The main risks of a blood and marrow stem cell transplant are infections, graft-versus-host disease (GVHD), and graft failure.
You can easily get infections after the transplant because your immune system is weak. The risk of infections decreases as your immune system recovers.
You can take steps to prevent infections, such as:
- Bathing or showering daily
- Carefully cleaning your teeth and gums
- Cleaning the area where your central line enters your body
- Avoiding foods that may have harmful bacteria, such as raw fruits and vegetables
Transplant recipients sometimes are given vaccines to prevent viruses and infections, such as the flu and pneumonia. If you develop an infection, your doctor will prescribe medicine to treat it.
GVHD is a common complication for people who get stem cells from a donor. In GVHD, the new stem cells attack your body.
Acute GVHD occurs within 90 to 100 days of the transplant. Chronic GVHD begins more than 90 to 100 days after the transplant or goes beyond 90 days after the transplant.
GVHD can be minor or life threatening. Signs and symptoms include:
- A rash that starts on the palms of your hands and soles of your feet and spreads to your mid-section. Over time, the rash may cover your entire body. Skin can blister or peel if the rash is very bad.
- Nausea (feeling sick to your stomach), vomiting, loss of appetite, stomach cramps, and diarrhea. Doctors determine how bad GVHD is based on the severity of diarrhea.
- Jaundice (yellowing of the skin and whites of the eyes) and stomach pain. These symptoms indicate liver damage.
Doctors prescribe medicines to treat GVHD. Acute GVHD is treated with glucocorticoids, such as methyl prednisone, prednisone in combination with cyclosporine, antithymocyte globulin, or monoclonal antibodies.
Chronic GVHD is treated with steroids—usually cyclosporine and prednisone on alternating days.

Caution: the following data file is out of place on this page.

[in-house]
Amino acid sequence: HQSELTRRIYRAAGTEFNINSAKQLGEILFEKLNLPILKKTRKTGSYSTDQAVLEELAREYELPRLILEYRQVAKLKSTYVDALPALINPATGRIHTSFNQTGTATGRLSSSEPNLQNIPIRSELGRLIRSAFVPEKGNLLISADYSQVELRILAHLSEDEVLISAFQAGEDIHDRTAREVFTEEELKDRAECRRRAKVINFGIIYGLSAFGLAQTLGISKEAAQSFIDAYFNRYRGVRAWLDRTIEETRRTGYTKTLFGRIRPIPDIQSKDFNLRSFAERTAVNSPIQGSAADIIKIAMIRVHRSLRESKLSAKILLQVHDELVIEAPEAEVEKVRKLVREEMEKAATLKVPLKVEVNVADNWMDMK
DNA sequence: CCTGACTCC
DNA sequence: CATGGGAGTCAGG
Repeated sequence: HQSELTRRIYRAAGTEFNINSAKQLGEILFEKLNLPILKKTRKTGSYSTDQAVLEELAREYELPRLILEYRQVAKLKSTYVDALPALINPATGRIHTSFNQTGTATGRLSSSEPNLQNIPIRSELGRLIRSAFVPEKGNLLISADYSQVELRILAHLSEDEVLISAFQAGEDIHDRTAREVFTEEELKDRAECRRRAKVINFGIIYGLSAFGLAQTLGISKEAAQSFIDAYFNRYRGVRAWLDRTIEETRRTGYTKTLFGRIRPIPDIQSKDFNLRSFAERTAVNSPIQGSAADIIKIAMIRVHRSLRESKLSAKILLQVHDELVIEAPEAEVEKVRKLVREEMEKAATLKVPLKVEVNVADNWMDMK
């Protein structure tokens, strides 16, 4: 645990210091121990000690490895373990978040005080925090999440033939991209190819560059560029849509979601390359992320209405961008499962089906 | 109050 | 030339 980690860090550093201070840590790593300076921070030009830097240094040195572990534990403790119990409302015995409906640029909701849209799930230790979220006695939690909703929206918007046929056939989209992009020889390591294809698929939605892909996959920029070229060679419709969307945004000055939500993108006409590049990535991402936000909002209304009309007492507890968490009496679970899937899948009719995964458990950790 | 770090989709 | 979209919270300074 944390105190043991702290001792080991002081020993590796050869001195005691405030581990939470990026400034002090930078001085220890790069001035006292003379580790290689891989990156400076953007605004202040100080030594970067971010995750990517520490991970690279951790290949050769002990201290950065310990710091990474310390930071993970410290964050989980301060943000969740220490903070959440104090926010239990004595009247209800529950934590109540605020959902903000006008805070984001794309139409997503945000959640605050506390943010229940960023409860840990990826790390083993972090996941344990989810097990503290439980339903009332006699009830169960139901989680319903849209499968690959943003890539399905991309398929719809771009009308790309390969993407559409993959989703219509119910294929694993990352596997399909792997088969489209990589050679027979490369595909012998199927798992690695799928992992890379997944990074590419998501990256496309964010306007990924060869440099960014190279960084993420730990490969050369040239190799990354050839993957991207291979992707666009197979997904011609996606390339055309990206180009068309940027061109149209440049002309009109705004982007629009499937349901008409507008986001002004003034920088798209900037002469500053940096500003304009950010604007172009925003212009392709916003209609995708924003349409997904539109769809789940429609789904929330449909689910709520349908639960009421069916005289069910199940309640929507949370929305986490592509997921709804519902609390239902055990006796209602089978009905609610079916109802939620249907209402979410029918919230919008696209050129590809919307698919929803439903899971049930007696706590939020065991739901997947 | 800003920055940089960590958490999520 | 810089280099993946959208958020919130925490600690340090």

Older people, people who have had acute GVHD before, and people who receive stem cells from mismatched or unrelated donors are at increased risk for GVHD.
Doctors can reduce your chances of getting GVHD by:
- Closely matching your stem cells to your donor's through HLA tissue typing.
- Using medicines to suppress your immune system.
- Removing some types of T cells from donor cells. In GVHD, T cells attack your body.
- Using umbilical cord blood as the source of donor cells.
Graft failure occurs if your immune system rejects the new stem cells. It also can occur if not enough stem cells are used, the new stem cells are damaged during storage, or your bone marrow is damaged after the transplant.
Graft failure is more likely to occur in people who receive less preparation for their transplants. People who get stem cells from poorly matched donors also are more likely to have graft failure.
The chemotherapy and/or radiation you receive during transplant preparation can cause complications. Sometimes these complications occur long after the transplant.
Complications can include infertility, cataracts, new cancers, and damage to the liver, kidneys, lungs, or heart.
In some people who get stem cell transplants to treat cancer (such as leukemia), the cancer eventually comes back. This happens more often in people who use their own stem cells for the transplant (an autologous transplant) than in people who get stem cells from a donor (an allogenic transplant).
This difference occurs because stem cells received from another person recognize new cancer cells as foreign and destroy them. This is called the graft-versus-tumor effect. A person's own stem cells don't recognize the new cancer cells as foreign. This allows the cancer cells to grow and multiply.
Doctors use immunotherapy to help prevent or treat the recurrence of cancer in people who have had stem cell transplants. This treatment stimulates the immune system to attack cancer cells.